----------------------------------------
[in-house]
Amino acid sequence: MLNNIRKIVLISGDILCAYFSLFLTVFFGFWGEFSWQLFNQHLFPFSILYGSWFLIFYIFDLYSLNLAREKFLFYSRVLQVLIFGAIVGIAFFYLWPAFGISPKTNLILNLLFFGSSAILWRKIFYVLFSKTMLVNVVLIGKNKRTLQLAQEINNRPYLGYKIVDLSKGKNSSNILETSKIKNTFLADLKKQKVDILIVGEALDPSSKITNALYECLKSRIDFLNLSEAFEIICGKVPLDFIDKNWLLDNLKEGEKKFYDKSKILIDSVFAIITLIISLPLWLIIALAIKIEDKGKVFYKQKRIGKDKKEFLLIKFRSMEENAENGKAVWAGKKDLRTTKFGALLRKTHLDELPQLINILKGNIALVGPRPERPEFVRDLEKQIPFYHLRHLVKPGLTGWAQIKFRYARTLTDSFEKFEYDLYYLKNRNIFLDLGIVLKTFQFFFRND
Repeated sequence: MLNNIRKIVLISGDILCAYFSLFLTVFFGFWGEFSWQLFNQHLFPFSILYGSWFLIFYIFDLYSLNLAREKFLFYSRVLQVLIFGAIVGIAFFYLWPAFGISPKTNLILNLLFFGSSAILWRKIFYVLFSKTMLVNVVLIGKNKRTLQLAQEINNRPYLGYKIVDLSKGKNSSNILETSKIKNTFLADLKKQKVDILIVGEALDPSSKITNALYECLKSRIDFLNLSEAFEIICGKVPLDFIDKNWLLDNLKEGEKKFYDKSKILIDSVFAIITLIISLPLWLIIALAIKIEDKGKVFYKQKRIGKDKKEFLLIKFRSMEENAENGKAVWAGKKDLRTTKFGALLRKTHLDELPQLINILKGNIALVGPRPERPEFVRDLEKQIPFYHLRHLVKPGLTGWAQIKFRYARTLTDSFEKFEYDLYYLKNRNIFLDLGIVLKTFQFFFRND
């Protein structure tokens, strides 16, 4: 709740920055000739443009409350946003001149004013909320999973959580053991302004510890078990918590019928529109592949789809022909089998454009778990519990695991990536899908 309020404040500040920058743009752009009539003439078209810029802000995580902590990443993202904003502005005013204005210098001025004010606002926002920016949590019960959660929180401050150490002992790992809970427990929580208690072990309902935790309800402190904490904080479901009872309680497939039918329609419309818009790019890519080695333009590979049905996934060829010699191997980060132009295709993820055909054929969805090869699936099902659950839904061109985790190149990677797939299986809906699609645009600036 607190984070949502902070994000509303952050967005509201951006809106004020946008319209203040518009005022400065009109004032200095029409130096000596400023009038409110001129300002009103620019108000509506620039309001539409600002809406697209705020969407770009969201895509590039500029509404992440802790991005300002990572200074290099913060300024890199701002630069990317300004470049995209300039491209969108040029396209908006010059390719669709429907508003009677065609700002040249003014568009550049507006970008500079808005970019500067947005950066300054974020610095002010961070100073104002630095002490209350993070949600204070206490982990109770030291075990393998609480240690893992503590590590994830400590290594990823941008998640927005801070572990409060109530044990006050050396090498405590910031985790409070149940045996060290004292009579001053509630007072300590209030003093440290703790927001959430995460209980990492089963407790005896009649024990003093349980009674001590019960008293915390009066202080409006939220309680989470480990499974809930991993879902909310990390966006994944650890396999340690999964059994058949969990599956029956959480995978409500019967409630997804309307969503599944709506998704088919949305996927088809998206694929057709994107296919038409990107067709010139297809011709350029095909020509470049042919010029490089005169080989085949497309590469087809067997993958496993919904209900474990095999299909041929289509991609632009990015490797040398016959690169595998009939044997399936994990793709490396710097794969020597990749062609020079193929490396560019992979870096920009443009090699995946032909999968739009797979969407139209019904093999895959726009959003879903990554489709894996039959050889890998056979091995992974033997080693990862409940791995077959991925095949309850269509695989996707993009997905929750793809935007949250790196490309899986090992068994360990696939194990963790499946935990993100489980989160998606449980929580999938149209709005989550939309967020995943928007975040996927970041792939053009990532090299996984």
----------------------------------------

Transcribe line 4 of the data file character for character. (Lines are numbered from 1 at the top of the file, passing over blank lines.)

């Protein structure tokens, strides 16, 4: 709740920055000739443009409350946003001149004013909320999973959580053991302004510890078990918590019928529109592949789809022909089998454009778990519990695991990536899908 309020404040500040920058743009752009009539003439078209810029802000995580902590990443993202904003502005005013204005210098001025004010606002926002920016949590019960959660929180401050150490002992790992809970427990929580208690072990309902935790309800402190904490904080479901009872309680497939039918329609419309818009790019890519080695333009590979049905996934060829010699191997980060132009295709993820055909054929969805090869699936099902659950839904061109985790190149990677797939299986809906699609645009600036 607190984070949502902070994000509303952050967005509201951006809106004020946008319209203040518009005022400065009109004032200095029409130096000596400023009038409110001129300002009103620019108000509506620039309001539409600002809406697209705020969407770009969201895509590039500029509404992440802790991005300002990572200074290099913060300024890199701002630069990317300004470049995209300039491209969108040029396209908006010059390719669709429907508003009677065609700002040249003014568009550049507006970008500079808005970019500067947005950066300054974020610095002010961070100073104002630095002490209350993070949600204070206490982990109770030291075990393998609480240690893992503590590590994830400590290594990823941008998640927005801070572990409060109530044990006050050396090498405590910031985790409070149940045996060290004292009579001053509630007072300590209030003093440290703790927001959430995460209980990492089963407790005896009649024990003093349980009674001590019960008293915390009066202080409006939220309680989470480990499974809930991993879902909310990390966006994944650890396999340690999964059994058949969990599956029956959480995978409500019967409630997804309307969503599944709506998704088919949305996927088809998206694929057709994107296919038409990107067709010139297809011709350029095909020509470049042919010029490089005169080989085949497309590469087809067997993958496993919904209900474990095999299909041929289509991609632009990015490797040398016959690169595998009939044997399936994990793709490396710097794969020597990749062609020079193929490396560019992979870096920009443009090699995946032909999968739009797979969407139209019904093999895959726009959003879903990554489709894996039959050889890998056979091995992974033997080693990862409940791995077959991925095949309850269509695989996707993009997905929750793809935007949250790196490309899986090992068994360990696939194990963790499946935990993100489980989160998606449980929580999938149209709005989550939309967020995943928007975040996927970041792939053009990532090299996984």